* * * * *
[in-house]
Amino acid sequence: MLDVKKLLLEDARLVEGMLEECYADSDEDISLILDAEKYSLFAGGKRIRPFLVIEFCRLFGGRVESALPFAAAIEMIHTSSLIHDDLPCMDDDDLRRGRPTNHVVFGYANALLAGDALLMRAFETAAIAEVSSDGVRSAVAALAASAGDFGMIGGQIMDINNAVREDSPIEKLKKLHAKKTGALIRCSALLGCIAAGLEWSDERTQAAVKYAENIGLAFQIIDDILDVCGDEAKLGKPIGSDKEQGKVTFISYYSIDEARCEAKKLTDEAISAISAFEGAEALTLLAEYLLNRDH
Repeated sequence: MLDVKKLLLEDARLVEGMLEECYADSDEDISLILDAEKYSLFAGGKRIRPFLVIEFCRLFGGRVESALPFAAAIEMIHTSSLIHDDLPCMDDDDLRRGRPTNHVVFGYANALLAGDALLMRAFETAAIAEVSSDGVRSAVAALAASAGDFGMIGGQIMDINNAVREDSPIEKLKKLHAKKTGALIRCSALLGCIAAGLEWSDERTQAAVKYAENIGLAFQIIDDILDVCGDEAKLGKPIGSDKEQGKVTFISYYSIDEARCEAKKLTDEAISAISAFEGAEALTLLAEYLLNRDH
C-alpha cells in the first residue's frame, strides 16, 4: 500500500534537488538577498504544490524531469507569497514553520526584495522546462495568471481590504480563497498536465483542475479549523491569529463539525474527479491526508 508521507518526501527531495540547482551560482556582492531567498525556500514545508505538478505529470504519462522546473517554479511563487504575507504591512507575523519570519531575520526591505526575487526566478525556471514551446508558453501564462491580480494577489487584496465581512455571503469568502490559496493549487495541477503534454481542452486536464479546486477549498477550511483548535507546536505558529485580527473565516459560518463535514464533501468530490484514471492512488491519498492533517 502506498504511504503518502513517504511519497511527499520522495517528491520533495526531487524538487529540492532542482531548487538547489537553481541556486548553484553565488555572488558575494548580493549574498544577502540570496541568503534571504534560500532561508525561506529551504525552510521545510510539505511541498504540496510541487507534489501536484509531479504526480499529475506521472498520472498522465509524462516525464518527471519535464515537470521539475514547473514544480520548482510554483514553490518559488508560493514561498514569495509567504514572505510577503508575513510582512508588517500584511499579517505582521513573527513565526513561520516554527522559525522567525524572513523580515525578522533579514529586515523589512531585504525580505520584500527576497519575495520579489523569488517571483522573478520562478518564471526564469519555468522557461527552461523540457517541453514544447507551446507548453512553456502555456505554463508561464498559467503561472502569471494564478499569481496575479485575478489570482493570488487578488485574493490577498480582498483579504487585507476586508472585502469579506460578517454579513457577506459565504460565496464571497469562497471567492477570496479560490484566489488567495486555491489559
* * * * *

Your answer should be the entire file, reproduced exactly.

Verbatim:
[in-house]
Amino acid sequence: MLDVKKLLLEDARLVEGMLEECYADSDEDISLILDAEKYSLFAGGKRIRPFLVIEFCRLFGGRVESALPFAAAIEMIHTSSLIHDDLPCMDDDDLRRGRPTNHVVFGYANALLAGDALLMRAFETAAIAEVSSDGVRSAVAALAASAGDFGMIGGQIMDINNAVREDSPIEKLKKLHAKKTGALIRCSALLGCIAAGLEWSDERTQAAVKYAENIGLAFQIIDDILDVCGDEAKLGKPIGSDKEQGKVTFISYYSIDEARCEAKKLTDEAISAISAFEGAEALTLLAEYLLNRDH
Repeated sequence: MLDVKKLLLEDARLVEGMLEECYADSDEDISLILDAEKYSLFAGGKRIRPFLVIEFCRLFGGRVESALPFAAAIEMIHTSSLIHDDLPCMDDDDLRRGRPTNHVVFGYANALLAGDALLMRAFETAAIAEVSSDGVRSAVAALAASAGDFGMIGGQIMDINNAVREDSPIEKLKKLHAKKTGALIRCSALLGCIAAGLEWSDERTQAAVKYAENIGLAFQIIDDILDVCGDEAKLGKPIGSDKEQGKVTFISYYSIDEARCEAKKLTDEAISAISAFEGAEALTLLAEYLLNRDH
C-alpha cells in the first residue's frame, strides 16, 4: 500500500534537488538577498504544490524531469507569497514553520526584495522546462495568471481590504480563497498536465483542475479549523491569529463539525474527479491526508 508521507518526501527531495540547482551560482556582492531567498525556500514545508505538478505529470504519462522546473517554479511563487504575507504591512507575523519570519531575520526591505526575487526566478525556471514551446508558453501564462491580480494577489487584496465581512455571503469568502490559496493549487495541477503534454481542452486536464479546486477549498477550511483548535507546536505558529485580527473565516459560518463535514464533501468530490484514471492512488491519498492533517 502506498504511504503518502513517504511519497511527499520522495517528491520533495526531487524538487529540492532542482531548487538547489537553481541556486548553484553565488555572488558575494548580493549574498544577502540570496541568503534571504534560500532561508525561506529551504525552510521545510510539505511541498504540496510541487507534489501536484509531479504526480499529475506521472498520472498522465509524462516525464518527471519535464515537470521539475514547473514544480520548482510554483514553490518559488508560493514561498514569495509567504514572505510577503508575513510582512508588517500584511499579517505582521513573527513565526513561520516554527522559525522567525524572513523580515525578522533579514529586515523589512531585504525580505520584500527576497519575495520579489523569488517571483522573478520562478518564471526564469519555468522557461527552461523540457517541453514544447507551446507548453512553456502555456505554463508561464498559467503561472502569471494564478499569481496575479485575478489570482493570488487578488485574493490577498480582498483579504487585507476586508472585502469579506460578517454579513457577506459565504460565496464571497469562497471567492477570496479560490484566489488567495486555491489559